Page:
Chicago youth speak out against Millennium Park curfew: ‘Downtown was our outlet’
The city of Chicago instituted a curfew at the park, with young people only allowed in with an adult after 6 p.m. after a 16-year-old was fatally shot outside the ‘Bean’ the week last.
SEE ALSO | Chicago City Council delays action on Mayor Lightfoot’s curfew for minors: ‘It’s ridiculous’
“It’s not fair that they can walk around without caring about the world and I have to be punished,” said Communities United’s Bezzy Reed.
“I feel like this sends the wrong message to young people,” said Tree Brown, leader of Communities United Youth.
“How are young people supposed to feel welcomed in a park in their own city? »
SEE ALSO | Lightfoot defends Millennium Park curfew for minors after fatal ‘Bean’ shooting
We met with participants and young leaders from Communities United to discuss both the problem of violence and the solutions.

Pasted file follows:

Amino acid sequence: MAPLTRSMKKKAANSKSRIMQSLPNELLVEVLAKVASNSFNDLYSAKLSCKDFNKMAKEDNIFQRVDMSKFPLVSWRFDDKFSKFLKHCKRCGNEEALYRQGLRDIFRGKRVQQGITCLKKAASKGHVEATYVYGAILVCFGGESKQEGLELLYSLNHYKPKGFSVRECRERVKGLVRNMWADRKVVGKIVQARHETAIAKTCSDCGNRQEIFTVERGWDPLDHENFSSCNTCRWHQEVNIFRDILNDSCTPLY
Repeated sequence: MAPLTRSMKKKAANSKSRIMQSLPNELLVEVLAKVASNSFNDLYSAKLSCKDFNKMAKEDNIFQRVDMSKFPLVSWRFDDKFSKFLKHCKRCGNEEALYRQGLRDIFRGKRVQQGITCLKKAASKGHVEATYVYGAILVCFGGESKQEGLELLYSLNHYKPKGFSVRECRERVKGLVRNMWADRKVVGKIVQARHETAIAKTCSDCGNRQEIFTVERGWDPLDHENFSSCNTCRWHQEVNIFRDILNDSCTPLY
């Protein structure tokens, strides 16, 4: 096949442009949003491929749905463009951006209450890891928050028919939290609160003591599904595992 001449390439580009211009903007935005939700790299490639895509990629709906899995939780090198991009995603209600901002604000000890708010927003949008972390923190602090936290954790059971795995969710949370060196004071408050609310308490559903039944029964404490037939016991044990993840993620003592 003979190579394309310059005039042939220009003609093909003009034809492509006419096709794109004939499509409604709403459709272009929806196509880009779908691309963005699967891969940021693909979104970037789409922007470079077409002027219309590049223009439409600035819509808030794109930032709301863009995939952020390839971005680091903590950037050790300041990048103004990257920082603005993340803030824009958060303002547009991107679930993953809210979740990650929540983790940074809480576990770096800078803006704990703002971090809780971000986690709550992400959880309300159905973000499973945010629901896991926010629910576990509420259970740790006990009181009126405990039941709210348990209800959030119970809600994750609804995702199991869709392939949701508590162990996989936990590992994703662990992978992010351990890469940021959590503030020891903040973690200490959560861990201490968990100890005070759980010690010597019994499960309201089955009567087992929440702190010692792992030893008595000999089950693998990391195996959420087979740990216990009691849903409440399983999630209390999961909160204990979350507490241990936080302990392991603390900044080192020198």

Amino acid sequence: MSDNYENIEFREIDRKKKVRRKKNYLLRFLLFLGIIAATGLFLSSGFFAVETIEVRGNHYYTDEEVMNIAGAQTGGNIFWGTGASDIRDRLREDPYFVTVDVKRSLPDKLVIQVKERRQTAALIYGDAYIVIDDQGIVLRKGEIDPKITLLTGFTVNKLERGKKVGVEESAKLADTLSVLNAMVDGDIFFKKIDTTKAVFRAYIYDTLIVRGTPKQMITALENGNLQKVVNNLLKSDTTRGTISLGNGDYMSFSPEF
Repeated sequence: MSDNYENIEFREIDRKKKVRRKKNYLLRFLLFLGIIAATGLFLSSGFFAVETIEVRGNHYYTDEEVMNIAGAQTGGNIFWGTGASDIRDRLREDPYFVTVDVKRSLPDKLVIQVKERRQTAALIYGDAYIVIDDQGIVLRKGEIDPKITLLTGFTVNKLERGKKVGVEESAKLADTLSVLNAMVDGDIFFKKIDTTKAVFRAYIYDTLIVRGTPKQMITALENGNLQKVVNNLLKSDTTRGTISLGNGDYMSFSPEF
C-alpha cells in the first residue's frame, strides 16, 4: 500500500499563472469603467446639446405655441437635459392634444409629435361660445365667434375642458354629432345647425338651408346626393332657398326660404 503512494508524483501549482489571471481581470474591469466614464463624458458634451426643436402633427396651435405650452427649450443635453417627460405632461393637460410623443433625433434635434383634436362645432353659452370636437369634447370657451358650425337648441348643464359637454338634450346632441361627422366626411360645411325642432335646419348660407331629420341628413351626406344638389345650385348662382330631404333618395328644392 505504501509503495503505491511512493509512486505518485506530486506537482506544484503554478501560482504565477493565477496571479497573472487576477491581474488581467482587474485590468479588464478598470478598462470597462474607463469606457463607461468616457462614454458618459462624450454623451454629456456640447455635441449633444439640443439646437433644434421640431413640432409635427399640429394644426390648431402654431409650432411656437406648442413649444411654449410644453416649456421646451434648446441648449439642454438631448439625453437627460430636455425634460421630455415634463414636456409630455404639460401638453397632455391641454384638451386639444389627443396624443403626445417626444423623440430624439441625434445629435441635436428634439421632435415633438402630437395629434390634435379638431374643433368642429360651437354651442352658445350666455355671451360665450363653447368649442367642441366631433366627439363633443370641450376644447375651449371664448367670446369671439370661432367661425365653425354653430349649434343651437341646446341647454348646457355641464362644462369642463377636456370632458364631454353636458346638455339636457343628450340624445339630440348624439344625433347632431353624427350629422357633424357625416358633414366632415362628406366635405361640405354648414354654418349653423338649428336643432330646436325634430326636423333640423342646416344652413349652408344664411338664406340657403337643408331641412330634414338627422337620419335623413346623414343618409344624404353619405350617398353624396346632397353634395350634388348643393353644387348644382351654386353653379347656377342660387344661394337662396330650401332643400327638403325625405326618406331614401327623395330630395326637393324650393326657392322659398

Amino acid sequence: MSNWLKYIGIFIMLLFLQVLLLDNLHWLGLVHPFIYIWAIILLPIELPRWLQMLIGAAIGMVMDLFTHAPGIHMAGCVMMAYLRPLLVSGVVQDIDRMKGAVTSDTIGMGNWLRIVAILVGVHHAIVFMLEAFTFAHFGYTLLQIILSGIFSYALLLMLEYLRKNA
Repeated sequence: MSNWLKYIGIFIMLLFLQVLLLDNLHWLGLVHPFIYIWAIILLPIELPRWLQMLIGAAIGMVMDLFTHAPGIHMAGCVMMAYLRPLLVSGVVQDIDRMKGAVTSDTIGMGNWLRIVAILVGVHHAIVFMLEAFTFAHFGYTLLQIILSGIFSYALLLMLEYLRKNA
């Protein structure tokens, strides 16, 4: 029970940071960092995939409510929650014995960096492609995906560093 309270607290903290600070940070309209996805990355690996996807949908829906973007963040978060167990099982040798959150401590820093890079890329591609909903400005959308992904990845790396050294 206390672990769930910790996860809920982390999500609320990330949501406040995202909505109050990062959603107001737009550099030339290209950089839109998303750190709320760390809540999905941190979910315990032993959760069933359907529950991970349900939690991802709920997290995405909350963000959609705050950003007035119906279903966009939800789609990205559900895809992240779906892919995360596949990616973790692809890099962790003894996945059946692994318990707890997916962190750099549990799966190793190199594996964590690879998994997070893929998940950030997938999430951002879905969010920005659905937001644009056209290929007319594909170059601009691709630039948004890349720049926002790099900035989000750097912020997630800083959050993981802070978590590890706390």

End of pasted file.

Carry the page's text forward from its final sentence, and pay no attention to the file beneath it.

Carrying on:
“In addition to imposing a curfew and pushing the violence from downtown to another community, they need to invest in youth,” Reed said. “Investing in resources for youth and mental health.”
“Downtown was our outlet to get away from our communities,” Indya Pinkyard said. “We don’t have as many resources as downtown in our communities.”
“We need help,” said participant Arianna Perez. “We have people, power, we want to engage other young people as we see them.”
They shared with curious tourists what happened last week. They would love for Seandell Holliday, the teenager who was killed, to be honored in the park in some way and ultimately for all young people in Chicago to feel equally welcome in their hometown. than visitors.
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